Gestational diabetes happens to women during pregnancy. Pregnant women who have never suffered from this disease before but have high blood sugar levels during pregnancy are said to be susceptible to it. It affects almost four percent of all women during pregnancy. Many women that suffer from gestational diabetes believe that their symptoms are due to the pregnancy, it may as well be , but why take the chance.
The Symptoms of Gestational Diabetes include heightened thirst and urination, you end up losing weight inspite of having an increased appetite Weight loss in spite of increased appetite, Blurred vision Fatigue, Nausea and recurrent infections of the bladder and vagina. Regardless if you’re pregnant or not, getting yourself tested for gestational diabetes should be your top priority.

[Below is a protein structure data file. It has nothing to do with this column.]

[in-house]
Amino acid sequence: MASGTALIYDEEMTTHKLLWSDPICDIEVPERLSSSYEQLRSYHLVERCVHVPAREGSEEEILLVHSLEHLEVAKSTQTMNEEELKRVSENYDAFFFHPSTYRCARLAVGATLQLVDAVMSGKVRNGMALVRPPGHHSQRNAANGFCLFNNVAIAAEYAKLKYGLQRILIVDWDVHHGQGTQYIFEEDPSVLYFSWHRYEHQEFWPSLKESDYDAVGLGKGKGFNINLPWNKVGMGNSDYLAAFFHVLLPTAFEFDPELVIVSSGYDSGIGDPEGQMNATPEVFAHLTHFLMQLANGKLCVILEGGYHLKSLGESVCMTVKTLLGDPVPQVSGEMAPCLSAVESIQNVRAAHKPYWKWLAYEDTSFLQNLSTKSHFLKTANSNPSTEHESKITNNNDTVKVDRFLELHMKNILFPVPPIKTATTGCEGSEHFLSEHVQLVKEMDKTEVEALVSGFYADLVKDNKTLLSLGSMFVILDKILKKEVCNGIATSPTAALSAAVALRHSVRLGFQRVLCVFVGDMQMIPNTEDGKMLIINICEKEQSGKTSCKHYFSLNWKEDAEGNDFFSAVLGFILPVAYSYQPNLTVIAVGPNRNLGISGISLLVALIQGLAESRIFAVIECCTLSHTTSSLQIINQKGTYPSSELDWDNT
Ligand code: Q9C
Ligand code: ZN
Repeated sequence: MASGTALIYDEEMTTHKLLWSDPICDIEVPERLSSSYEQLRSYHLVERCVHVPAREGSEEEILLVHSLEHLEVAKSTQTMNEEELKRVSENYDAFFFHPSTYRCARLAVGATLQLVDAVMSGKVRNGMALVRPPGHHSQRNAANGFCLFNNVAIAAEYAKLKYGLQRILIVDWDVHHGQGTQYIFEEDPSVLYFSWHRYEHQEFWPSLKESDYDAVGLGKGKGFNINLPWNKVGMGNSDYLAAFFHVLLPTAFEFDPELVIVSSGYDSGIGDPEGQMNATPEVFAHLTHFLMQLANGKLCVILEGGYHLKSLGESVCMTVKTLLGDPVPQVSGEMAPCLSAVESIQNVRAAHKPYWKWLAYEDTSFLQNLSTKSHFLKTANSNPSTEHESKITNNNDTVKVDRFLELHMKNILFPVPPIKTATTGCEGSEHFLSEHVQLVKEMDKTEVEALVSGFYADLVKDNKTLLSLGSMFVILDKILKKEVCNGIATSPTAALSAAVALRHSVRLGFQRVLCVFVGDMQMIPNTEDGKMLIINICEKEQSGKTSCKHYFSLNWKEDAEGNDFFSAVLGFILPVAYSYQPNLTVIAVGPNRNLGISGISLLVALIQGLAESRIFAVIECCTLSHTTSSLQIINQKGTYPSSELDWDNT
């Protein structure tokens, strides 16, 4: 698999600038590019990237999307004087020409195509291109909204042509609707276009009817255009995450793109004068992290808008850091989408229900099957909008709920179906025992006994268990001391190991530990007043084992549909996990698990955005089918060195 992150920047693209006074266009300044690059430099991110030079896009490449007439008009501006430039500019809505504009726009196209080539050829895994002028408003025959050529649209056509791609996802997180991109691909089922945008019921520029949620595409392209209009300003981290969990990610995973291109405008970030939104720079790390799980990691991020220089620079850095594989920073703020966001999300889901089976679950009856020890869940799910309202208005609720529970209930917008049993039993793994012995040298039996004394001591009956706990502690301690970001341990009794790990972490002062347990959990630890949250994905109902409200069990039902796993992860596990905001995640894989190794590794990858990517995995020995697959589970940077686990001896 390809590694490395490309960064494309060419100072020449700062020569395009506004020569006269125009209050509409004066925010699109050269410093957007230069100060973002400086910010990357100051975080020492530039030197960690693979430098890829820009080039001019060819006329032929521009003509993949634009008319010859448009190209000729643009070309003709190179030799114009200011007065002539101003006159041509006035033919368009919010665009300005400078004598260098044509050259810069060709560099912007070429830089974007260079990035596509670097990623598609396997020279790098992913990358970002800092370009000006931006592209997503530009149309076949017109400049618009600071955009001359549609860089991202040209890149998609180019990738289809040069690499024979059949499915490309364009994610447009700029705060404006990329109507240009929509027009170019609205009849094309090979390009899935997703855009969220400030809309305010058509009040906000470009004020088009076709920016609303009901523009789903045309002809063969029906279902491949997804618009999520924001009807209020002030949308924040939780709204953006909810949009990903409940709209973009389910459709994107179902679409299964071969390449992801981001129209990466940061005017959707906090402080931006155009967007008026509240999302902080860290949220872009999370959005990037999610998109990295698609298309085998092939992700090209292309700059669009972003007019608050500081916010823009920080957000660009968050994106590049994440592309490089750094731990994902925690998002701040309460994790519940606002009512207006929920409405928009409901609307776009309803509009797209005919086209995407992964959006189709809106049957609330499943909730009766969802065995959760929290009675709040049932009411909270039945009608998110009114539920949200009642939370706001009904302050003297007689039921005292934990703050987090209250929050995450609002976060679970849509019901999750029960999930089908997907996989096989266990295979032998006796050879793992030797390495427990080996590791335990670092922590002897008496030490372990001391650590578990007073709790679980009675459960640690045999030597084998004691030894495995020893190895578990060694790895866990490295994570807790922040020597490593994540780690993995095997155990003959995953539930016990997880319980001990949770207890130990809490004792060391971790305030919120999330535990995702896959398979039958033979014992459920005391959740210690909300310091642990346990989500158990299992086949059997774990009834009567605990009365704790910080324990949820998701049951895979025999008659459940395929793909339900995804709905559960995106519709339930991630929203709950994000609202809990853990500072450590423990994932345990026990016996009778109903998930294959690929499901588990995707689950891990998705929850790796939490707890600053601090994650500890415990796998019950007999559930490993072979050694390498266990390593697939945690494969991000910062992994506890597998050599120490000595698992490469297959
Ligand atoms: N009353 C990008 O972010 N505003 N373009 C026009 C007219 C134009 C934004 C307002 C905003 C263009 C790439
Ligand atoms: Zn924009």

No set formula for eating will be able to keep your type 2-diabetes in check. People should determine the most feasible combination for its own health management. There are some specific rules that will help you make the right choice, however. Your food choices will be healthy. Diabetes leads to additional risks of heart disease, stroke, and other serious health problems. Making healthy food choices will benefit your type 2 diabetes as well as helping to steer clear of other health problems. Eat a wide variety of foods available. Do not think that a diet consisting mainly of protein will help you steer clear of blood sugar spikes. The problem with diets is that it could lower your blood sugar levels and bring on ketoacidosis.